What Is Madison Bumgarner’s Problem?

On Monday night, San Francisco Giants pitcher Madison Bumgarner once again showed the baseball world that he is the league’s ultimate badass, playing a twisted game of hide-and-seek with Los Angeles Dodgers outfielder Yasiel Puig that apparently was created by him. “Don’t look at me,” yelled Bumgarner after wildly celebrating a routine play, which lead to an altercation that brought both the Dodgers and Giants benches onto the field. The whole situation was strange, but it actually falls in line with the sort of confusing, misplaced anger that Bumgarner displays on a regular basis. So let’s try and figure this out: what exactly is Madison Bumgarner’s problem?

Let me first say, Bumgarner is one of the most accomplished players in baseball. “MadBum” is the owner of three World Series titles, one World Series MVP, and four All-Star selections. He is best known for his incredible work in the postseason, which has all but cemented his plaque in Cooperstown at some point in the future. But in the present, Bumgarner is annoying and I think everyone is tired of seeing him make wild, unnecessary attempts to police the game in whatever fashion he chooses. He yells when a batter gets mad for missing a hittable pitch, then also yells when a batter shows him up, as pitchers like to say. Some people will chalk it up to being competitive, but that word is used to describe someone who will do anything to win, not someone who yells at a batter while their catcher stands in the middle. In fact, if anyone should have a problem with Bumgarner’s antics, it should probably be Buster Posey. At some point the Giants catcher has to get sick of diffusing pointless altercations because of his pitcher’s inability to cope with defeat (or success, apparently).

The confusing thing about Bumgarner is that most people see him as a slow-talking, easy-going guy. He gets the benefit of the doubt, while someone like Puig gets blasted for not acting in an “acceptable manner” after making a great play or hitting a home run. Bumgarner acts like the warden of baseball, then pumps his fist and yells as he rounds the bases after hitting a home run or stares down a batter after a strikeout, rendering useless everything he has ever said about not showing up the opposition. There is no doubt about Bumgarner’s talent, and his hitting ability makes for interesting debate with regards to the designated hitter, but he has become one of the most hypocritical players in baseball. He expects opposing batters to treat baseball like the back-nine at Augusta National, yet he pumps his fist and yells against the very team that he polices more closely than any other. In addition, you will notice that the Dodgers did nothing in retaliation to Bumgarner’s celebration, which is most likely because they can cope with the incredible despair of allowing a regular season home run.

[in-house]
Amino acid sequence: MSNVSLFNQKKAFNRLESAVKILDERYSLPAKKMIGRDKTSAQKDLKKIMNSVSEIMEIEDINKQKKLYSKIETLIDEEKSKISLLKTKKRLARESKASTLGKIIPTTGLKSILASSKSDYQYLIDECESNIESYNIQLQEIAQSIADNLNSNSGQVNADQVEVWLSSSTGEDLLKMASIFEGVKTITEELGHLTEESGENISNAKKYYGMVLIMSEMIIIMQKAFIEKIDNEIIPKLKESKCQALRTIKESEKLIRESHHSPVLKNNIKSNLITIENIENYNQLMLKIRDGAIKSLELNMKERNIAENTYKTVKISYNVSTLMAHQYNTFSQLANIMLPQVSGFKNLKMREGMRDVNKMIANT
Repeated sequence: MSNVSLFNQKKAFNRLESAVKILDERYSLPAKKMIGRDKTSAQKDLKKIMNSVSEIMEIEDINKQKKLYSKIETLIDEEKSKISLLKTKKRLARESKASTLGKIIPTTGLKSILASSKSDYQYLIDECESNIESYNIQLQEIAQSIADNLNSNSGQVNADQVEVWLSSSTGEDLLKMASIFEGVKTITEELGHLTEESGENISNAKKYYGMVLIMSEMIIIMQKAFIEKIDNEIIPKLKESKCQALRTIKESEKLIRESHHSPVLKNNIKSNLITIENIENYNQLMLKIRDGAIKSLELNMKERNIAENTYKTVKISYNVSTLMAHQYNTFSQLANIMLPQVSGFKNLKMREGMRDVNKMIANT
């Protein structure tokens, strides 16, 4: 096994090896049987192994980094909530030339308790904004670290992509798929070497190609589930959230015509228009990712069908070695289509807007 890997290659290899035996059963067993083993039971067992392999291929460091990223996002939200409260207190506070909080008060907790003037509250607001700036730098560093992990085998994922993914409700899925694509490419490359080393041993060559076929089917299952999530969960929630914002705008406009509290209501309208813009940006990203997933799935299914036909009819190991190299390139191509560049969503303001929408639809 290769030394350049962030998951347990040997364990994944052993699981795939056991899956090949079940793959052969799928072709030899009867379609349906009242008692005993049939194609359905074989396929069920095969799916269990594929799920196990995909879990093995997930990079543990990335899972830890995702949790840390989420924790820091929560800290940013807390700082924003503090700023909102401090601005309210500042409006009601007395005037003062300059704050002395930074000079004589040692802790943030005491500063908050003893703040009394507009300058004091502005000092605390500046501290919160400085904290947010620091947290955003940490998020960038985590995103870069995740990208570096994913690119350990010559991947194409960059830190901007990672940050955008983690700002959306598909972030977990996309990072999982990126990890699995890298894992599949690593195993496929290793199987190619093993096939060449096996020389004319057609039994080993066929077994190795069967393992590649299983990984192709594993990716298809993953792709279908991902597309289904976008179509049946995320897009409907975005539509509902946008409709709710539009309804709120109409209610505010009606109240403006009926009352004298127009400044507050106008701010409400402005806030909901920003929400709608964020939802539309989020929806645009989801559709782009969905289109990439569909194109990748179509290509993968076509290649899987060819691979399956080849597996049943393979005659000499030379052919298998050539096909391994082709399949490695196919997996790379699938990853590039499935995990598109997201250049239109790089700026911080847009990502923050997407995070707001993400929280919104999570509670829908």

Given all of Bumgarner’s brave pursuits of controlled, emotionless reactions in his presence, the most amazing aspect of Monday’s dust-up between the Giants and Dodgers is that Puig still has the audacity to look at him after the Carhartt model made it a point to call attention to himself after throwing to first base. I can’t imagine the terror that Puig was feeling in that moment, as I’m sure Bumgarner is much more imposing than the men in Cuba who threatened to kill the outfielder before his defection to the United States. “Don’t look at me” is exactly what an entitled first-round pick would say to someone who risked his life to be able to play baseball in a country that allows players, like Bumgarner, to make millions of dollars for their talents.

In the end, Madison Bumgarner has simply become the poster child for pitchers who are overly sensitive about their craft and resort to a brawl or hit by pitch to resolve the issue. Opposing players are held to such a high standard by some pitchers with regards to behavior that it seems impossible for a batter to have an acceptable reaction to success. Pitchers like Bumgarner, who play one day per week, have no business policing the game and certainly should not resort to inciting altercations just because their feelings are hurt. Endangering other players (including his own teammates) makes the pitcher look weak and lacking in perspective. To answer the question stated in the first paragraph, I have no idea what’s wrong with Madison Bumgarner, but I do know that it’s getting really old watching him act the way he did on Monday night.

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